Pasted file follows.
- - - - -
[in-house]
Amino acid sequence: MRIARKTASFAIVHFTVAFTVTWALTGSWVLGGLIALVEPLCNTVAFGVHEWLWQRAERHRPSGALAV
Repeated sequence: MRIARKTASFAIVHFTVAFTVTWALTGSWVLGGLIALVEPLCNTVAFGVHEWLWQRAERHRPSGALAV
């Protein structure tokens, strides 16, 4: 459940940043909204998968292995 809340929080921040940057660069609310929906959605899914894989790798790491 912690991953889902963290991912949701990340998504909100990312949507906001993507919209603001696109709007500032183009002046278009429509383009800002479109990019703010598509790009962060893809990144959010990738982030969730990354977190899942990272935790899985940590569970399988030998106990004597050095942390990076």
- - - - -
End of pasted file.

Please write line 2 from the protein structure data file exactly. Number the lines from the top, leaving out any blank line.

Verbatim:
Amino acid sequence: MRIARKTASFAIVHFTVAFTVTWALTGSWVLGGLIALVEPLCNTVAFGVHEWLWQRAERHRPSGALAV